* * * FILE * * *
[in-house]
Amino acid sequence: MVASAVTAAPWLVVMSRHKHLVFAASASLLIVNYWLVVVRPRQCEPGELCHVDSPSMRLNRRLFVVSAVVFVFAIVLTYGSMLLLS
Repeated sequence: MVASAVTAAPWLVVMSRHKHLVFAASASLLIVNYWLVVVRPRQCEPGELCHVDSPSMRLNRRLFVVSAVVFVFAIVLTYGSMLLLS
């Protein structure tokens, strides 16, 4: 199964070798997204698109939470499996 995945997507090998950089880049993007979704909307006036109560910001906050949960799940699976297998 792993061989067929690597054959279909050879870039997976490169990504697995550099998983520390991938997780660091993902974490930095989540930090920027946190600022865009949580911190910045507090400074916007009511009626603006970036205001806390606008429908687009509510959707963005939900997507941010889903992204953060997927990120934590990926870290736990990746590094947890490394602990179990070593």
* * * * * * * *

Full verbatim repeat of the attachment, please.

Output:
[in-house]
Amino acid sequence: MVASAVTAAPWLVVMSRHKHLVFAASASLLIVNYWLVVVRPRQCEPGELCHVDSPSMRLNRRLFVVSAVVFVFAIVLTYGSMLLLS
Repeated sequence: MVASAVTAAPWLVVMSRHKHLVFAASASLLIVNYWLVVVRPRQCEPGELCHVDSPSMRLNRRLFVVSAVVFVFAIVLTYGSMLLLS
């Protein structure tokens, strides 16, 4: 199964070798997204698109939470499996 995945997507090998950089880049993007979704909307006036109560910001906050949960799940699976297998 792993061989067929690597054959279909050879870039997976490169990504697995550099998983520390991938997780660091993902974490930095989540930090920027946190600022865009949580911190910045507090400074916007009511009626603006970036205001806390606008429908687009509510959707963005939900997507941010889903992204953060997927990120934590990926870290736990990746590094947890490394602990179990070593």